3 October- Mars and Jupiter approaching.Kepler
7 October- Mars and Jupiter approaching.Johannes Schuler 1 (Prague)
8 October- Mars and Jupiter approaching.Johannes Brunowsky (Prague)
9 October- Observed Mars, Jupiter ancd Saturn.Helisäus Röslin (Alsace)
- Observed Mars, Jupiter and Saturn.David Fabricius (Frisia)
- Observed Mars, Jupiter and Saturn.Michael Mästlin, Tübingen (Germany)
1 Kepler’s assistant.
The most authoritative voices were all in agreement in confirming that up to and including 9 October, there were only the three planets, without the presence of anything unexpected. On 10 October, Johannes Brunowsky, astronomer and collaborator of the vice Chancellor of the Emperor in Prague, noticed something extremely bright where the conjunction was taking place.
The observation made on the 10th of October by Brunowsky could not be more detailed since the sky was overcast, and therefore he was not able to investigate further what he thought he had seen. Brunowsky and Schuler continued to monitor the sky, which was unfortunately always covered by clouds.
In other parts of Europe, the clearer weather made it possible to see very distinctly what was happening in the sky:
Date DescriptionObserver
160412 October- Saw the stella nova distinctlyHelisäus Röslin (Alsace)
13 October- Saw the stella nova and made accurate measurementsDavid Fabricius (Frisia)
thanks to the precise observation instruments
built following Tycho Brahe’s instructions
14 October- He saw a light penetrating through the clouds.Michael Mästlin (Tübingen)
After a couple of days, the sky above Prague began to clear and Brunowsky went to Kepler to confirm what he had seen on the 10 of October, but when Kepler went to observe for himself, the sky was again covered with clouds, and Kepler was unable to see anything. In Tübingen, Mästlin was finally able to see the nova on 16 October; Kepler succeeded on 17 October.
News of this new body appearing in the skies spread everywhere. So, the large number of observers made it possible to accurately describe the following characteristics of shape, color, size, position and type of light emitted by the star:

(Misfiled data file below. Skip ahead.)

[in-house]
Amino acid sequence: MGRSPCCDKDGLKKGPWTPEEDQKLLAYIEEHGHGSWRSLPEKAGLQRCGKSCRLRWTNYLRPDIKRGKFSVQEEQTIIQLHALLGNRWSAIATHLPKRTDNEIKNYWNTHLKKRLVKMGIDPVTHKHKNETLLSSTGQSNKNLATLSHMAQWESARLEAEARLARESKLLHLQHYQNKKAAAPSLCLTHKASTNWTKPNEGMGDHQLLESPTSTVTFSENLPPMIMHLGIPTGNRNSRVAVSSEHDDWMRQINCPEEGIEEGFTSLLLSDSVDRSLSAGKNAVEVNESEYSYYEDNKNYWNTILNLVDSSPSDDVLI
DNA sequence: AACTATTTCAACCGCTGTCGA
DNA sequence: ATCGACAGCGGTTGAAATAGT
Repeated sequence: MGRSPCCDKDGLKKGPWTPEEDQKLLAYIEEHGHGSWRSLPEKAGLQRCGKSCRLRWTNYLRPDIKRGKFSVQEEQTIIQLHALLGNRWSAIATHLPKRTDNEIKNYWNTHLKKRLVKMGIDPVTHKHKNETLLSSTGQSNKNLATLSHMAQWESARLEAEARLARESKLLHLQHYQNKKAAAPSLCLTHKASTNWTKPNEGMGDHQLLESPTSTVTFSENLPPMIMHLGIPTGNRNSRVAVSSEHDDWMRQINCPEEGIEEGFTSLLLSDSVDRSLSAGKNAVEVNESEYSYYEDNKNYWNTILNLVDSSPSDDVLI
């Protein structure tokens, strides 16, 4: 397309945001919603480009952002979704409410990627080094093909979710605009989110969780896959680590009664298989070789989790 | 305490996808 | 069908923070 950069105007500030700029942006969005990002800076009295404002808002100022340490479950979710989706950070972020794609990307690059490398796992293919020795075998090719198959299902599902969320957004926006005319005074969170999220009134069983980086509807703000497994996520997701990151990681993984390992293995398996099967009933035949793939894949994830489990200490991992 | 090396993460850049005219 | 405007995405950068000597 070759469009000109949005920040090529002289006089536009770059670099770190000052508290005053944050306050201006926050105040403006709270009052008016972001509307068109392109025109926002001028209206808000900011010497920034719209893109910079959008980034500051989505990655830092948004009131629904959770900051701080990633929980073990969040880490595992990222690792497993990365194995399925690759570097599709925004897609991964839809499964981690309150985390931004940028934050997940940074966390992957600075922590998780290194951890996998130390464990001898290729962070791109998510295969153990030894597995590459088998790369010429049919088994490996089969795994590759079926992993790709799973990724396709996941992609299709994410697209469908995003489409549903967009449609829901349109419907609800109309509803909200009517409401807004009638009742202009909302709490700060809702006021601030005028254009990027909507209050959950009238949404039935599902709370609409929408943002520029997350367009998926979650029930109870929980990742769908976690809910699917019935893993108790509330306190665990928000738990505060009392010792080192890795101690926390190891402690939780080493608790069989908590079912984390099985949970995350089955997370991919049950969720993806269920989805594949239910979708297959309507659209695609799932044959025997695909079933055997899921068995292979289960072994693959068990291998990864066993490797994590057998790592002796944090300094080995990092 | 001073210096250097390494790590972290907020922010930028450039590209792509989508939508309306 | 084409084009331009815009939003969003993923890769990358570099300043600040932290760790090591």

• Shape of the star was: it was reported to be perfectly round, with no tail or halos of any kind.
  • Light emitted: the nova was described very similar to fixed stars in the way it spread its light, uniform in all directions, and the light was one of the most distinctive features of the star, as it was a pulsating sparkle, so fast that many claimed they had never seen anything like that on any other celestial body.
  • Color: it was another astonishing aspect about the star, whose color Kepler defined “variable as the colors of the rainbow”. Its color constantly shifted from a yellow-red to an intense yellow and then to a purple, that turned red a moment later, while when the star rose in altitude, the predominant color became white.
  • Size of the star: observers reported that the comparison between the star and the three planets showed that the star far exceeded them in size, but was still smaller than Venus.
  • Position: Kepler reported that due to its size, light intensity and colors, the star could only be located among fixed stars.
From October 1605 to March 1606, the nova gradually became smaller and smaller and more difficult to detect. As the human eye was the only observational instrument available, it was not possible to give a precise date for its extinction.

Venus Mistaken for the New Star

In the early days of the second decade of October, a confusing phenomenon occurred: Venus was very low on the horizon, so low that it was much larger and brighter than usual, to the point that it was visible even in broad daylight (Figure 4).
So while astronomers and experts were looking westwards at night towards the new star (Figure 4, left), ordinary people were looking at Venus during the day (Figure 4, right) mistaking it for the nova. Once it was realised that it was not the star but Venus, the event was nonetheless included in the list of miraculous signs that were keeping everyone’s eyes glued to the sky, contributing to increase the feeling of disbelief surrounding such events, because the nova was happening just a few months after the return of the Fiery Trigon, which was expected to bring something wonderful, and in fact, at least for the moment, was not disappointing the expectations.

3.4. Kepler’s Conjectures

3.4.1. Nova’s Sparkle and Composition

The star had an extremely particular type of luminosity: sparkling.